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My laptop's current setup dual boots into Windows XP and Linux Mint. The harddrive seems to be going bad, so I want to backup all the data from the Windows partition.

This laptop was a loyal servant for my 5 years in college for Computer Science, and as you can imagine, I have a lot of development files spread across all parts of the filesystem, so picking and choosing directories to copy to my thumbdrive will be very time consuming.

My ideal solution would be to create an image of the partition on an external harddrive, in a way so that I can later browse the files, should i ever need to find some old code files I had written.

It seems that my two options are to either create a disk image that I can later restore on another machine (via Clonezilla, DriveImage XML, TrueImage, or Ghost) , or create a virtual image where I can later mount in a virtual machine (via VirtualBox, VMWare, Virtual PC).

My question is: Can I create a partition image in a way that I can simply browse and run file searches on the file structure, without having to reload/restore the entire OS on another machine, load the entire image in a virtual machine, or extract the entire .iso file in a program like MagicISO, each time I want to access it? I just want to jump right in to view the files. I do not expect to write to the image - only read from.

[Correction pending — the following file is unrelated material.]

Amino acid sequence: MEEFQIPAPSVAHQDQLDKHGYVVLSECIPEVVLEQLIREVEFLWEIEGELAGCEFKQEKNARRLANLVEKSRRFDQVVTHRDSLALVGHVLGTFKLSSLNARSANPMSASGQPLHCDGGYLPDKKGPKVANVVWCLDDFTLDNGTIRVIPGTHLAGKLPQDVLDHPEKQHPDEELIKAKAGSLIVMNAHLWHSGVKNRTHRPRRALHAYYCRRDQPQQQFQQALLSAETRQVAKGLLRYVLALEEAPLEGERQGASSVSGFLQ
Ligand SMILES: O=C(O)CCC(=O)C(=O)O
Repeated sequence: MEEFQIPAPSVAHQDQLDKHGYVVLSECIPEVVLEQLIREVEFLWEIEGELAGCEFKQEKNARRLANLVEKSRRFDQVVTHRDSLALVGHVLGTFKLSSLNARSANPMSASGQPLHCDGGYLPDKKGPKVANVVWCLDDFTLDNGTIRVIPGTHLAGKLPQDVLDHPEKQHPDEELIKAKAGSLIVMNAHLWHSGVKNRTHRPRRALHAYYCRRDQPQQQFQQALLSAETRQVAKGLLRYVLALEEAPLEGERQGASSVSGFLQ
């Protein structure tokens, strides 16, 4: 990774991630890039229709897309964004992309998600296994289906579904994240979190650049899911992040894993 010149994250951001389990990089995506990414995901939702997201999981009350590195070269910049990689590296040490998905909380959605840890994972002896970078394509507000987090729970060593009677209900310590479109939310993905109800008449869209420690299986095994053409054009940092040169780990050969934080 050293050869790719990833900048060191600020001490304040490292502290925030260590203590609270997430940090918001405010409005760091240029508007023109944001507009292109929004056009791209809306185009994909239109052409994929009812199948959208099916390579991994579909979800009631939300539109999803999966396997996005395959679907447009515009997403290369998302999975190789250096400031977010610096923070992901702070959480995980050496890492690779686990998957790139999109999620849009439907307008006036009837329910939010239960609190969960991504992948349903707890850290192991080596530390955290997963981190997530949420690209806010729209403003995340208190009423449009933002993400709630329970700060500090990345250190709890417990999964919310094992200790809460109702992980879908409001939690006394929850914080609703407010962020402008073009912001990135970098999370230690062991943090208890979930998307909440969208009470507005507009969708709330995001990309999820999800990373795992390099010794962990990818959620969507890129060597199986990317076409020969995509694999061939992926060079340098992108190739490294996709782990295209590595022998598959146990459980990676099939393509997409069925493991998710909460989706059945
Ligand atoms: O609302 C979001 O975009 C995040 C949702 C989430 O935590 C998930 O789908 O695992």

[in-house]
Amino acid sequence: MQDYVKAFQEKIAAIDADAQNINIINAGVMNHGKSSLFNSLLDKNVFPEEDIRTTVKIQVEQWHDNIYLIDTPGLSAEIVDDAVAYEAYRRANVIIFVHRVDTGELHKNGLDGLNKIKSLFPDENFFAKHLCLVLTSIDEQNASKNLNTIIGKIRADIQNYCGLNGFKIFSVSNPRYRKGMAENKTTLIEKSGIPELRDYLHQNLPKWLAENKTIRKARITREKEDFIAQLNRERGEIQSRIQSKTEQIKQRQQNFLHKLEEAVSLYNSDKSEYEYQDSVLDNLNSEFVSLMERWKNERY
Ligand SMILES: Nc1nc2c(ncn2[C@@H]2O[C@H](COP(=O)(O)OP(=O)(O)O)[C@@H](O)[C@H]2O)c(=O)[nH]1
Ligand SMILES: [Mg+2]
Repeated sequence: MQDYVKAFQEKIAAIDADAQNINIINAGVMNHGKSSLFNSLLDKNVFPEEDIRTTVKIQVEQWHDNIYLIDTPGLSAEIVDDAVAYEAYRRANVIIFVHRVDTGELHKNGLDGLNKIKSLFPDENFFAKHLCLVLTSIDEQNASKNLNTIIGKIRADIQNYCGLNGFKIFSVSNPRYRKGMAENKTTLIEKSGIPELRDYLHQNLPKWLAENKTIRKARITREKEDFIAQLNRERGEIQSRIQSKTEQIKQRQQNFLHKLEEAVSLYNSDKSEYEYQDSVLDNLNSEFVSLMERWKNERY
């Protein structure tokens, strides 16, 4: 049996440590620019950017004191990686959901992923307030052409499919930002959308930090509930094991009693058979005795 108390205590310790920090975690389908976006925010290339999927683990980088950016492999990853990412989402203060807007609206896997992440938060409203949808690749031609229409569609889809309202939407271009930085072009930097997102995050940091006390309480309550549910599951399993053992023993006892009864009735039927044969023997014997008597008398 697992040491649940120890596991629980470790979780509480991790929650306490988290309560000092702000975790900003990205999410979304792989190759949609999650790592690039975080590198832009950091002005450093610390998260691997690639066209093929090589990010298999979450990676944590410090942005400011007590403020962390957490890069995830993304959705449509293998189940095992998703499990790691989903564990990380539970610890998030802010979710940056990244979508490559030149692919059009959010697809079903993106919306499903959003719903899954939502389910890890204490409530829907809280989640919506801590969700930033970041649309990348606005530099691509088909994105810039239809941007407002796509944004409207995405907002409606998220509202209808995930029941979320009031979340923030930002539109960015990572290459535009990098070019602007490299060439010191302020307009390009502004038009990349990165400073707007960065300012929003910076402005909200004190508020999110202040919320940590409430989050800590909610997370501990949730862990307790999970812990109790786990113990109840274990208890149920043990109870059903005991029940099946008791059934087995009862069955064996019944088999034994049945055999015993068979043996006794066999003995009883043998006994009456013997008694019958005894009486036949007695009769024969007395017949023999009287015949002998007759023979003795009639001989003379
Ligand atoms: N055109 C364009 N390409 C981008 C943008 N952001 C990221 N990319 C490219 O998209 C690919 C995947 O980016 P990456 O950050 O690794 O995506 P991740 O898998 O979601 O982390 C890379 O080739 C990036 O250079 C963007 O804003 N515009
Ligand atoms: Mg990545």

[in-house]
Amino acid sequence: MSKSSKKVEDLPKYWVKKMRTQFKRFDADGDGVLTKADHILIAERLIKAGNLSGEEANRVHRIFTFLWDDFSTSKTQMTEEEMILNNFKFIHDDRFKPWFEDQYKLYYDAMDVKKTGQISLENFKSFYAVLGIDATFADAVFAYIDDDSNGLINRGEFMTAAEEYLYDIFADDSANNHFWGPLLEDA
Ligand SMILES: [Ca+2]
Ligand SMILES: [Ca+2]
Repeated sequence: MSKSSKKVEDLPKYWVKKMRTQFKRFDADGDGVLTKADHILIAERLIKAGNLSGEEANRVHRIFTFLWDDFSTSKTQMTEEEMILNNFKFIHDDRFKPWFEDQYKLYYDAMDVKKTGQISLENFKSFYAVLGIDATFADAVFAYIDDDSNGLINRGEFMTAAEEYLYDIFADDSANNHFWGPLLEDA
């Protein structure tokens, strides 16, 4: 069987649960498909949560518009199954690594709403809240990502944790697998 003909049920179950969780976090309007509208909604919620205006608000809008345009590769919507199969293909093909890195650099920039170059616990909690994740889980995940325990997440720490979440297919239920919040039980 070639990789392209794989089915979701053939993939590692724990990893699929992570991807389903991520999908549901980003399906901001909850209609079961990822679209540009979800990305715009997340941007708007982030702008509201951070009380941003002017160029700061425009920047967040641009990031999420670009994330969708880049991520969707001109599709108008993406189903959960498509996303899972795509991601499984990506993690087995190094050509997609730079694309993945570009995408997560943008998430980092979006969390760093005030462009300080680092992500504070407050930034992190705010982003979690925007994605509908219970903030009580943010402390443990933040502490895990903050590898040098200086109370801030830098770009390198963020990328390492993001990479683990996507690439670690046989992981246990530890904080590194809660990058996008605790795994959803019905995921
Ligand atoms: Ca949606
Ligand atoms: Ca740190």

Thanks for reading!!


the path I have chosen thus far is to use the linux 'dd' tool (as recommended by Gilles). the reason is because I tried to install on my Windows partition Macrium Reflect and DriveImage XML or creating an image, and Disk2vhd for creating a virtual/mountable harddisk, but windows craps out on me when I do certain tasks related to explorer.exe and other processes. this is obviously due to the failing drive. the only downside is that I have to do this from a live Linux Mint disk, as the linux partition on the laptop won't even load because of corrupt/dirty disk sectors - a problem i once circumvented to obtain some files long ago, but don't have time to deal with now. which brings me to the task of having to monitor the two hour process each couple of minutes so the live cd screensaver doesn't come on and crap out the entire process... (oy vey!)